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Correlation between Geochemical and Multispectral Patterns in an Area Severely Contaminated by Former Hg-As Mining

Carlos Boente    
Lorena Salgado    
Emilio Romero-Macías    
Arturo Colina    
Carlos A. López-Sánchez and José Luis R. Gallego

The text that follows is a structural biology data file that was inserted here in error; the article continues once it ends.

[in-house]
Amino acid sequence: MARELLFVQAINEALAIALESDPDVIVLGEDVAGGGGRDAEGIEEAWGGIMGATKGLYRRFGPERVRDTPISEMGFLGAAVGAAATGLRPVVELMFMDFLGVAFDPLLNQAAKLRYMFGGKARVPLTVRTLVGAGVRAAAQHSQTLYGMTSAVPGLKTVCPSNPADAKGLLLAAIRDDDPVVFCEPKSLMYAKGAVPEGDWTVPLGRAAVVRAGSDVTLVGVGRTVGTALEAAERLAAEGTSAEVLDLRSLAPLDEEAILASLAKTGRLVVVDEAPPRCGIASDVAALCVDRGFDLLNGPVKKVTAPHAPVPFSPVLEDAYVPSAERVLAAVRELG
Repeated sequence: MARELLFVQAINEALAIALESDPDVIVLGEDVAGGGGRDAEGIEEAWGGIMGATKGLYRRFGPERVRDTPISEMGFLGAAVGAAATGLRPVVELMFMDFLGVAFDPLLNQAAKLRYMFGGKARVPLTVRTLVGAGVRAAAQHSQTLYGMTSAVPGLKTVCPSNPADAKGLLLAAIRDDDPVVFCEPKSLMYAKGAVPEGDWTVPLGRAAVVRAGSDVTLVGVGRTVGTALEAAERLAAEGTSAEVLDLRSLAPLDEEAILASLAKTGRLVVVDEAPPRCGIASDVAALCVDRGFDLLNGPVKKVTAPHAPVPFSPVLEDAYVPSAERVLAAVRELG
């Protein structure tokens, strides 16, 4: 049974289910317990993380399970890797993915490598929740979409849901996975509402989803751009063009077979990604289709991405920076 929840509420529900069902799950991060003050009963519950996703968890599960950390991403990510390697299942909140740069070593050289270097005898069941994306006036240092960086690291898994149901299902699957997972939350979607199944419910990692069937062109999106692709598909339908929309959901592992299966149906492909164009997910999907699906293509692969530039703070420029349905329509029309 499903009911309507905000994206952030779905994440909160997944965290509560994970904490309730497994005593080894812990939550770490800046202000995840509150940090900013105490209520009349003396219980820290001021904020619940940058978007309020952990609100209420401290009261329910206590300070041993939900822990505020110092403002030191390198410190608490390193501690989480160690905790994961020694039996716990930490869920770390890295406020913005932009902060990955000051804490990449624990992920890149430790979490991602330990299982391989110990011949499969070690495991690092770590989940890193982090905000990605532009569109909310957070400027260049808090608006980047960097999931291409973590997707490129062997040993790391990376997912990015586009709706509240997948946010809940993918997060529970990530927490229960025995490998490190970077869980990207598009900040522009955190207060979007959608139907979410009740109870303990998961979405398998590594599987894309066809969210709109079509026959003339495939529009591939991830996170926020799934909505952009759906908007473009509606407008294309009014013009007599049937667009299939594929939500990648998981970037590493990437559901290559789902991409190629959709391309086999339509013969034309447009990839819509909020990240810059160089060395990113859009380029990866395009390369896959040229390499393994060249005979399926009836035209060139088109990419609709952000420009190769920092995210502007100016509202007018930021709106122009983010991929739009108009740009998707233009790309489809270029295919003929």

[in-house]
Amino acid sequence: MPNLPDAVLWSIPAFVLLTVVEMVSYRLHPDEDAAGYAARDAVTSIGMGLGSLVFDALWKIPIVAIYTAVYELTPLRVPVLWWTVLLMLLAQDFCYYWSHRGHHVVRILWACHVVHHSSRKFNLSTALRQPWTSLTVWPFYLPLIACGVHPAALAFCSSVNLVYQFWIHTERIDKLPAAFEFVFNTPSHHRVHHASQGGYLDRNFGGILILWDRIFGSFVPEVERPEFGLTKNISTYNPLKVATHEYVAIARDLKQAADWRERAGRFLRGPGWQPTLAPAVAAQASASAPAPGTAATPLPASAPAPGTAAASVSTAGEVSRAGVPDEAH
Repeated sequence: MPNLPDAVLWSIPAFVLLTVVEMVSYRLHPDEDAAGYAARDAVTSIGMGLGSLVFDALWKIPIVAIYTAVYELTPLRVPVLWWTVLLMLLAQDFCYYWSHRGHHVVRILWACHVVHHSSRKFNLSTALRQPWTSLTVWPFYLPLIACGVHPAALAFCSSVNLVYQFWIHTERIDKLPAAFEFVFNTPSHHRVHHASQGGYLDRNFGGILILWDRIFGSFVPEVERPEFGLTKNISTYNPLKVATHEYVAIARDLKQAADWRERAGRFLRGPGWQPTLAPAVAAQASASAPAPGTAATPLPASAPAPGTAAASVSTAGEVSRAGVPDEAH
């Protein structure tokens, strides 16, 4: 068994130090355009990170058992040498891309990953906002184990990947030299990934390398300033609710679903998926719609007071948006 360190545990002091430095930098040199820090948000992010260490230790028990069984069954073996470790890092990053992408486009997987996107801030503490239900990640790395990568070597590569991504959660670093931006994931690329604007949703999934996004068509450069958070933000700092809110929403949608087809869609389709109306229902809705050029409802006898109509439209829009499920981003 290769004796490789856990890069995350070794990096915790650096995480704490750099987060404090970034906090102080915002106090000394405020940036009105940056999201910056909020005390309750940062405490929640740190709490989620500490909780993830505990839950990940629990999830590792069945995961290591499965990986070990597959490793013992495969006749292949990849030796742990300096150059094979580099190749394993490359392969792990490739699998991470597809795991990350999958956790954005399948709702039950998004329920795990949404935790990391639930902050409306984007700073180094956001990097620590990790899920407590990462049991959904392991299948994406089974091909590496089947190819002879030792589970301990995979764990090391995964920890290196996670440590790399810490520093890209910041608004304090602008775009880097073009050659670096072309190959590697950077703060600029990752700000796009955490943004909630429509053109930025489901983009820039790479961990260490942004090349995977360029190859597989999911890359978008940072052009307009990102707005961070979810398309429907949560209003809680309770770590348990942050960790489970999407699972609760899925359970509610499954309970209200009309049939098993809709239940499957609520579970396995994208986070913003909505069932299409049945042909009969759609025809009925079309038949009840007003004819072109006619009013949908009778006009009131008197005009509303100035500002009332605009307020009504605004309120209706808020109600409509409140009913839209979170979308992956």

In the context of soil pollution, plants suffer stress when exposed to extreme concentrations of potentially toxic elements (PTEs). The alterations to the plants caused by such stressors can be monitored by multispectral imagery in the form of vegetation indices, which can inform pollution management strategies. Here we combined geochemistry and remote sensing techniques to offer a preliminary soil pollution assessment of a vast abandoned spoil heap in the surroundings of La Soterraña mining site (Asturias, Spain). To study the soil distribution of the PTEs over time, twenty-seven soil samples were randomly collected downstream of and around the main spoil heap. Furthermore, the area was covered by an unmanned aerial vehicle (UAV) carrying a high-resolution multispectral camera with four bands (red, green, red-edge and near infrared). Multielement analysis revealed mercury and arsenic as principal pollutants. Two indices (from a database containing up to 55 indices) offered a proper correlation with the concentration of PTEs. These were: CARI2, presenting a Pearson Coefficient (PC) of 0.89 for concentrations >200 mg/kg of As; and NDVIg, PC of -0.67 for >40 mg/kg of Hg. The combined approach helps prediction of those areas susceptible to greatest pollution, thus reducing the costs of geochemical campaigns.

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